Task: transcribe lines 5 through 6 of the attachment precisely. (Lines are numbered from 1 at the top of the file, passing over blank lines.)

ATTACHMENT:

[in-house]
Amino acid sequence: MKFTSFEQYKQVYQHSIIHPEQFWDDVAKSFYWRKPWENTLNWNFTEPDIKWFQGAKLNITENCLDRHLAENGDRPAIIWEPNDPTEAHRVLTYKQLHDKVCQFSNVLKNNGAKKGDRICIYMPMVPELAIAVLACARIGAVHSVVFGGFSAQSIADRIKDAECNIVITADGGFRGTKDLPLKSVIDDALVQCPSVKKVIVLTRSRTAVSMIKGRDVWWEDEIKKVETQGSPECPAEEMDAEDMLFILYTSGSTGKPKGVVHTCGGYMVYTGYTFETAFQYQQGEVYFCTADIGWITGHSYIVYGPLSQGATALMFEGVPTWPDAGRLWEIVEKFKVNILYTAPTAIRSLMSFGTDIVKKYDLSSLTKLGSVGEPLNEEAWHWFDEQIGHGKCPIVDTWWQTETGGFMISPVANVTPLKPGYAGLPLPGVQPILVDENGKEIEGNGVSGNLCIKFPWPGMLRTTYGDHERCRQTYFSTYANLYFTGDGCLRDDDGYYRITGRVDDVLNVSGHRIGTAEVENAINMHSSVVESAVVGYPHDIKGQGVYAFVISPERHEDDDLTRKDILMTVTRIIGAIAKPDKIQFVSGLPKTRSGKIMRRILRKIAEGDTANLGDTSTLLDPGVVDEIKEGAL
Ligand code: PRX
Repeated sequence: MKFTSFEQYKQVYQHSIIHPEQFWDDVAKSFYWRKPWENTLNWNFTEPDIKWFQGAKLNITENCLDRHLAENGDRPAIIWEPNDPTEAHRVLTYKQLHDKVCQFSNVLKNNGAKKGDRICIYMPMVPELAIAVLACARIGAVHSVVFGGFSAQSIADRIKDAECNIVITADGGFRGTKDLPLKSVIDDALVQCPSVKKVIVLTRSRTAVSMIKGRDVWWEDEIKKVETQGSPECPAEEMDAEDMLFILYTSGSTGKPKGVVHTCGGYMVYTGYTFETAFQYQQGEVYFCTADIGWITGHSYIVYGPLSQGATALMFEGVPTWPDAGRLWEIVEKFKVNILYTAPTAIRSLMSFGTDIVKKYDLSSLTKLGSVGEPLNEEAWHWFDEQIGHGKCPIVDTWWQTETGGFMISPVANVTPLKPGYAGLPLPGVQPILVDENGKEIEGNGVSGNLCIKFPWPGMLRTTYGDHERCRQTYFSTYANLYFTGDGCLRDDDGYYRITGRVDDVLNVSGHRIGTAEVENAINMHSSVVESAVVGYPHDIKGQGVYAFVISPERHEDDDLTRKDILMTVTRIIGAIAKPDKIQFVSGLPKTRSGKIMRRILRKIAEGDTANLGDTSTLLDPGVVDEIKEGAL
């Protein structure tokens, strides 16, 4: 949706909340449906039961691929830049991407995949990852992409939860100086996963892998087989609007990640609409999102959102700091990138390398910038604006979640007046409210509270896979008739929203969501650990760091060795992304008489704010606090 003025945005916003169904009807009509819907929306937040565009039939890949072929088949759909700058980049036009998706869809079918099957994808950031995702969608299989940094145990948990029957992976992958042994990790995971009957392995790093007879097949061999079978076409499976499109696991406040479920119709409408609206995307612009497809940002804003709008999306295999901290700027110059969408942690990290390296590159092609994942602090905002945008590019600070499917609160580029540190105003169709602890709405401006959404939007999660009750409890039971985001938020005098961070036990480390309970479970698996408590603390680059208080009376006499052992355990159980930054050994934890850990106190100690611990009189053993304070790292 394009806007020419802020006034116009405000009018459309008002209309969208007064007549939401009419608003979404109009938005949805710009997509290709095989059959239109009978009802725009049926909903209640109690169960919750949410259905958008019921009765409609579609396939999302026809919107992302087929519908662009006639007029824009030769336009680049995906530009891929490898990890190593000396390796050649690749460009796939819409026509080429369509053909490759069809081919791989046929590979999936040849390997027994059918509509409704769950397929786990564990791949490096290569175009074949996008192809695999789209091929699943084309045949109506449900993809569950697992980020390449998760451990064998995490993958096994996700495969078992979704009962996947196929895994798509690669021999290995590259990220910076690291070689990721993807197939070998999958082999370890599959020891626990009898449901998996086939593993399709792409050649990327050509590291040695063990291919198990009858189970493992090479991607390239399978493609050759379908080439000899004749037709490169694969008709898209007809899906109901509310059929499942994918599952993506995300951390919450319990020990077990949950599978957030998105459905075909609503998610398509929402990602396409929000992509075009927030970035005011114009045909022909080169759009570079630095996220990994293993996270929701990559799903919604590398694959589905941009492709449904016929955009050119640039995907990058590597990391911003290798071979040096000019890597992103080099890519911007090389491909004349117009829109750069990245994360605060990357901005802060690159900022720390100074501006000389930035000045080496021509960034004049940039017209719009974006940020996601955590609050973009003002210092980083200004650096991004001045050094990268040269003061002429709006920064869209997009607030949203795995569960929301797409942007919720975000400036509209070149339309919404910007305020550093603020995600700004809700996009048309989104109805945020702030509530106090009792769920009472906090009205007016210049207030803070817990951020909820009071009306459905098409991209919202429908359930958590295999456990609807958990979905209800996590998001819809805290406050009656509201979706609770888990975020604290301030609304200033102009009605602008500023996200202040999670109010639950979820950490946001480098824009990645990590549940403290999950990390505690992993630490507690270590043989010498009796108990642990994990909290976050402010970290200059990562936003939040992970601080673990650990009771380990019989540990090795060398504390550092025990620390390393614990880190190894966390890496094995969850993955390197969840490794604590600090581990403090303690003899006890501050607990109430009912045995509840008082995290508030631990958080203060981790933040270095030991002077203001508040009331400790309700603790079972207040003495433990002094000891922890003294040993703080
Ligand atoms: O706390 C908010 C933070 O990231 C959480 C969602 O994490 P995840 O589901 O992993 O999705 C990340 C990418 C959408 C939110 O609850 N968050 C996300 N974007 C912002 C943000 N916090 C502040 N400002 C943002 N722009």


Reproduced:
């Protein structure tokens, strides 16, 4: 949706909340449906039961691929830049991407995949990852992409939860100086996963892998087989609007990640609409999102959102700091990138390398910038604006979640007046409210509270896979008739929203969501650990760091060795992304008489704010606090 003025945005916003169904009807009509819907929306937040565009039939890949072929088949759909700058980049036009998706869809079918099957994808950031995702969608299989940094145990948990029957992976992958042994990790995971009957392995790093007879097949061999079978076409499976499109696991406040479920119709409408609206995307612009497809940002804003709008999306295999901290700027110059969408942690990290390296590159092609994942602090905002945008590019600070499917609160580029540190105003169709602890709405401006959404939007999660009750409890039971985001938020005098961070036990480390309970479970698996408590603390680059208080009376006499052992355990159980930054050994934890850990106190100690611990009189053993304070790292 394009806007020419802020006034116009405000009018459309008002209309969208007064007549939401009419608003979404109009938005949805710009997509290709095989059959239109009978009802725009049926909903209640109690169960919750949410259905958008019921009765409609579609396939999302026809919107992302087929519908662009006639007029824009030769336009680049995906530009891929490898990890190593000396390796050649690749460009796939819409026509080429369509053909490759069809081919791989046929590979999936040849390997027994059918509509409704769950397929786990564990791949490096290569175009074949996008192809695999789209091929699943084309045949109506449900993809569950697992980020390449998760451990064998995490993958096994996700495969078992979704009962996947196929895994798509690669021999290995590259990220910076690291070689990721993807197939070998999958082999370890599959020891626990009898449901998996086939593993399709792409050649990327050509590291040695063990291919198990009858189970493992090479991607390239399978493609050759379908080439000899004749037709490169694969008709898209007809899906109901509310059929499942994918599952993506995300951390919450319990020990077990949950599978957030998105459905075909609503998610398509929402990602396409929000992509075009927030970035005011114009045909022909080169759009570079630095996220990994293993996270929701990559799903919604590398694959589905941009492709449904016929955009050119640039995907990058590597990391911003290798071979040096000019890597992103080099890519911007090389491909004349117009829109750069990245994360605060990357901005802060690159900022720390100074501006000389930035000045080496021509960034004049940039017209719009974006940020996601955590609050973009003002210092980083200004650096991004001045050094990268040269003061002429709006920064869209997009607030949203795995569960929301797409942007919720975000400036509209070149339309919404910007305020550093603020995600700004809700996009048309989104109805945020702030509530106090009792769920009472906090009205007016210049207030803070817990951020909820009071009306459905098409991209919202429908359930958590295999456990609807958990979905209800996590998001819809805290406050009656509201979706609770888990975020604290301030609304200033102009009605602008500023996200202040999670109010639950979820950490946001480098824009990645990590549940403290999950990390505690992993630490507690270590043989010498009796108990642990994990909290976050402010970290200059990562936003939040992970601080673990650990009771380990019989540990090795060398504390550092025990620390390393614990880190190894966390890496094995969850993955390197969840490794604590600090581990403090303690003899006890501050607990109430009912045995509840008082995290508030631990958080203060981790933040270095030991002077203001508040009331400790309700603790079972207040003495433990002094000891922890003294040993703080
Ligand atoms: O706390 C908010 C933070 O990231 C959480 C969602 O994490 P995840 O589901 O992993 O999705 C990340 C990418 C959408 C939110 O609850 N968050 C996300 N974007 C912002 C943000 N916090 C502040 N400002 C943002 N722009």